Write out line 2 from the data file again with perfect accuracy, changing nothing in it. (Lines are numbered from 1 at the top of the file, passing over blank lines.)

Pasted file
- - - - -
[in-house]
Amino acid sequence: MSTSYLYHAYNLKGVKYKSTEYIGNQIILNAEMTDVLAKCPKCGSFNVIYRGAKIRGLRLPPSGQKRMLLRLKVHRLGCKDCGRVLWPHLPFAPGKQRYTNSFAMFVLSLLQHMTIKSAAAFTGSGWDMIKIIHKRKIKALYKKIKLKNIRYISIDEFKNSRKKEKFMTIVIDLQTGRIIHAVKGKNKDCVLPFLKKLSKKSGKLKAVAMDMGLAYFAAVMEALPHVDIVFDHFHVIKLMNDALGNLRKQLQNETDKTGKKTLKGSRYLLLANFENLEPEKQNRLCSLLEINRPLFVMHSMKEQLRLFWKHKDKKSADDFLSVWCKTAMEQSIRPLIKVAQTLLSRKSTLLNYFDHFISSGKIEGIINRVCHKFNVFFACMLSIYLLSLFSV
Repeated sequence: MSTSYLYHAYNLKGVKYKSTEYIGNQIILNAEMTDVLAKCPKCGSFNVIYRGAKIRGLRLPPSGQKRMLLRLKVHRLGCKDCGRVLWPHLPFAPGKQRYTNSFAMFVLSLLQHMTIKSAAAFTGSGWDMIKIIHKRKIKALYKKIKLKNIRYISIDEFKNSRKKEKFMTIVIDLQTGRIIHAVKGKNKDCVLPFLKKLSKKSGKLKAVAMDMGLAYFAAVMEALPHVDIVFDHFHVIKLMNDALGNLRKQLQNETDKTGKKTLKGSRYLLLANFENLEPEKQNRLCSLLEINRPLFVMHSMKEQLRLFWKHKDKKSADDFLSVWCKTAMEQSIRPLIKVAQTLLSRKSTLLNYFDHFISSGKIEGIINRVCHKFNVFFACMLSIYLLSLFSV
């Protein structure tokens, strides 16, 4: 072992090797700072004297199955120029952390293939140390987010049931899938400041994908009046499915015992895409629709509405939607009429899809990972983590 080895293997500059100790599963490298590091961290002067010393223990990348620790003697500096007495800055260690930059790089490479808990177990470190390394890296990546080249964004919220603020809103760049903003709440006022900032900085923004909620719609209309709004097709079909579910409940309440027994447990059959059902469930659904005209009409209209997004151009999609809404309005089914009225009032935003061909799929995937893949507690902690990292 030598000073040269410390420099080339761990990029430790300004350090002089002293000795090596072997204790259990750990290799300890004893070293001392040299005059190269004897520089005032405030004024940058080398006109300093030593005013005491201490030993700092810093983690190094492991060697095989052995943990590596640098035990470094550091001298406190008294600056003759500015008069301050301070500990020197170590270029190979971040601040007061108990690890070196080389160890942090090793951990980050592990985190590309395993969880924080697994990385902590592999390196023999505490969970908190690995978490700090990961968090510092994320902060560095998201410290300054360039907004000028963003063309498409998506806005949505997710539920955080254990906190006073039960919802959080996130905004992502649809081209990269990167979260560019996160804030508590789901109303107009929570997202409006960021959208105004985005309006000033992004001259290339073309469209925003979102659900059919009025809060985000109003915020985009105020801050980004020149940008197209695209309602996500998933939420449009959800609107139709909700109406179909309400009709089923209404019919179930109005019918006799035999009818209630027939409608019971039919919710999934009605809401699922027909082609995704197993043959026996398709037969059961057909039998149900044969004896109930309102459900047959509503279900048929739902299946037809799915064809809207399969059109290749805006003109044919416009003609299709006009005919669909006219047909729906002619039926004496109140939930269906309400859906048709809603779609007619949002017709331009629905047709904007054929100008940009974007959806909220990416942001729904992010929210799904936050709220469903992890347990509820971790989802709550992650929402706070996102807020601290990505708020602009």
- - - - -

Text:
Amino acid sequence: MSTSYLYHAYNLKGVKYKSTEYIGNQIILNAEMTDVLAKCPKCGSFNVIYRGAKIRGLRLPPSGQKRMLLRLKVHRLGCKDCGRVLWPHLPFAPGKQRYTNSFAMFVLSLLQHMTIKSAAAFTGSGWDMIKIIHKRKIKALYKKIKLKNIRYISIDEFKNSRKKEKFMTIVIDLQTGRIIHAVKGKNKDCVLPFLKKLSKKSGKLKAVAMDMGLAYFAAVMEALPHVDIVFDHFHVIKLMNDALGNLRKQLQNETDKTGKKTLKGSRYLLLANFENLEPEKQNRLCSLLEINRPLFVMHSMKEQLRLFWKHKDKKSADDFLSVWCKTAMEQSIRPLIKVAQTLLSRKSTLLNYFDHFISSGKIEGIINRVCHKFNVFFACMLSIYLLSLFSV